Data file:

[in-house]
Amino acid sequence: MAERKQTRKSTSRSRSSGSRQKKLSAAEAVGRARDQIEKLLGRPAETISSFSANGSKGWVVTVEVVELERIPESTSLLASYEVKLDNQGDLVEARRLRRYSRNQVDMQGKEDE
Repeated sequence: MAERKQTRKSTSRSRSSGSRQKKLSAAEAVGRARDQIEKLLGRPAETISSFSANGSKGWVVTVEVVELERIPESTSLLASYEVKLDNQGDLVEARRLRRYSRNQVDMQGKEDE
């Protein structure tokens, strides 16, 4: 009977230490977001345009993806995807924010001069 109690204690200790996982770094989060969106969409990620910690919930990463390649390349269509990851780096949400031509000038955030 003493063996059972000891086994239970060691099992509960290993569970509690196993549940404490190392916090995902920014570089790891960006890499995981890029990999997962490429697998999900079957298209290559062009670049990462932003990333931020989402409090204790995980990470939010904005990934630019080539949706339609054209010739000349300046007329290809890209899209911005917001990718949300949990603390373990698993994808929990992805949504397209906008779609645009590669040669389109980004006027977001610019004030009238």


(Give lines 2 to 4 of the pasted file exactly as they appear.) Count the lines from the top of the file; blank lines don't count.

Amino acid sequence: MAERKQTRKSTSRSRSSGSRQKKLSAAEAVGRARDQIEKLLGRPAETISSFSANGSKGWVVTVEVVELERIPESTSLLASYEVKLDNQGDLVEARRLRRYSRNQVDMQGKEDE
Repeated sequence: MAERKQTRKSTSRSRSSGSRQKKLSAAEAVGRARDQIEKLLGRPAETISSFSANGSKGWVVTVEVVELERIPESTSLLASYEVKLDNQGDLVEARRLRRYSRNQVDMQGKEDE
């Protein structure tokens, strides 16, 4: 009977230490977001345009993806995807924010001069 109690204690200790996982770094989060969106969409990620910690919930990463390649390349269509990851780096949400031509000038955030 003493063996059972000891086994239970060691099992509960290993569970509690196993549940404490190392916090995902920014570089790891960006890499995981890029990999997962490429697998999900079957298209290559062009670049990462932003990333931020989402409090204790995980990470939010904005990934630019080539949706339609054209010739000349300046007329290809890209899209911005917001990718949300949990603390373990698993994808929990992805949504397209906008779609645009590669040669389109980004006027977001610019004030009238």